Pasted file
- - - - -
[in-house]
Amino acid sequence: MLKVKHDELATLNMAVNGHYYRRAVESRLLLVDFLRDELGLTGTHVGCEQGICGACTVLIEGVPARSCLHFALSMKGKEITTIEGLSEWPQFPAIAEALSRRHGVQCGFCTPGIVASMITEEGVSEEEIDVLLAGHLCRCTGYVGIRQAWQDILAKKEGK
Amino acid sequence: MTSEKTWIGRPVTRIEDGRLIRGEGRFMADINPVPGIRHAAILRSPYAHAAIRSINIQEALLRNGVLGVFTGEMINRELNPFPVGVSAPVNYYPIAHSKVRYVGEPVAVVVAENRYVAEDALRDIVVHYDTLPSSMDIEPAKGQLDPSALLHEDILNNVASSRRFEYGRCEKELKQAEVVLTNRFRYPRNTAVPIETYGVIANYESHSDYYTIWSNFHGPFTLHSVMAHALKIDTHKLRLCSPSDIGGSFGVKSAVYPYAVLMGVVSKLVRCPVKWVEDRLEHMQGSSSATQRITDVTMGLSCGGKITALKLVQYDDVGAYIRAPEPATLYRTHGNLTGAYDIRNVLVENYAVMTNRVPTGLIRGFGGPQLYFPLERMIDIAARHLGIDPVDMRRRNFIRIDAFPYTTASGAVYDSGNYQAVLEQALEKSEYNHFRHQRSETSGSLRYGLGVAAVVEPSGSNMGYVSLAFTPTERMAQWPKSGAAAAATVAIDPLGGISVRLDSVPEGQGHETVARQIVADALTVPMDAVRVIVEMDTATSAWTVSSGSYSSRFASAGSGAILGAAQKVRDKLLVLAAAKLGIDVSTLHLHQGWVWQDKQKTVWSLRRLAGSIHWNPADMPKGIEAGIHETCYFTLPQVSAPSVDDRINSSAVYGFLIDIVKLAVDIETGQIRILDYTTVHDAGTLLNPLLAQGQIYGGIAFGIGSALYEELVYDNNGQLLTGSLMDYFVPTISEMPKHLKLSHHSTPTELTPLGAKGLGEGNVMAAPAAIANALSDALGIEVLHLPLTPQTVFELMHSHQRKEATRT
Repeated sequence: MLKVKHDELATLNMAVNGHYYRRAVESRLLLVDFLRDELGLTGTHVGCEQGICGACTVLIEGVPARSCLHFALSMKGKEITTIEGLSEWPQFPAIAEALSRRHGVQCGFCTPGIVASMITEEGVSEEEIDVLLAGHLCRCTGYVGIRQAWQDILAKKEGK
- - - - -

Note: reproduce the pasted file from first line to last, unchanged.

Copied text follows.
[in-house]
Amino acid sequence: MLKVKHDELATLNMAVNGHYYRRAVESRLLLVDFLRDELGLTGTHVGCEQGICGACTVLIEGVPARSCLHFALSMKGKEITTIEGLSEWPQFPAIAEALSRRHGVQCGFCTPGIVASMITEEGVSEEEIDVLLAGHLCRCTGYVGIRQAWQDILAKKEGK
Amino acid sequence: MTSEKTWIGRPVTRIEDGRLIRGEGRFMADINPVPGIRHAAILRSPYAHAAIRSINIQEALLRNGVLGVFTGEMINRELNPFPVGVSAPVNYYPIAHSKVRYVGEPVAVVVAENRYVAEDALRDIVVHYDTLPSSMDIEPAKGQLDPSALLHEDILNNVASSRRFEYGRCEKELKQAEVVLTNRFRYPRNTAVPIETYGVIANYESHSDYYTIWSNFHGPFTLHSVMAHALKIDTHKLRLCSPSDIGGSFGVKSAVYPYAVLMGVVSKLVRCPVKWVEDRLEHMQGSSSATQRITDVTMGLSCGGKITALKLVQYDDVGAYIRAPEPATLYRTHGNLTGAYDIRNVLVENYAVMTNRVPTGLIRGFGGPQLYFPLERMIDIAARHLGIDPVDMRRRNFIRIDAFPYTTASGAVYDSGNYQAVLEQALEKSEYNHFRHQRSETSGSLRYGLGVAAVVEPSGSNMGYVSLAFTPTERMAQWPKSGAAAAATVAIDPLGGISVRLDSVPEGQGHETVARQIVADALTVPMDAVRVIVEMDTATSAWTVSSGSYSSRFASAGSGAILGAAQKVRDKLLVLAAAKLGIDVSTLHLHQGWVWQDKQKTVWSLRRLAGSIHWNPADMPKGIEAGIHETCYFTLPQVSAPSVDDRINSSAVYGFLIDIVKLAVDIETGQIRILDYTTVHDAGTLLNPLLAQGQIYGGIAFGIGSALYEELVYDNNGQLLTGSLMDYFVPTISEMPKHLKLSHHSTPTELTPLGAKGLGEGNVMAAPAAIANALSDALGIEVLHLPLTPQTVFELMHSHQRKEATRT
Repeated sequence: MLKVKHDELATLNMAVNGHYYRRAVESRLLLVDFLRDELGLTGTHVGCEQGICGACTVLIEGVPARSCLHFALSMKGKEITTIEGLSEWPQFPAIAEALSRRHGVQCGFCTPGIVASMITEEGVSEEEIDVLLAGHLCRCTGYVGIRQAWQDILAKKEGK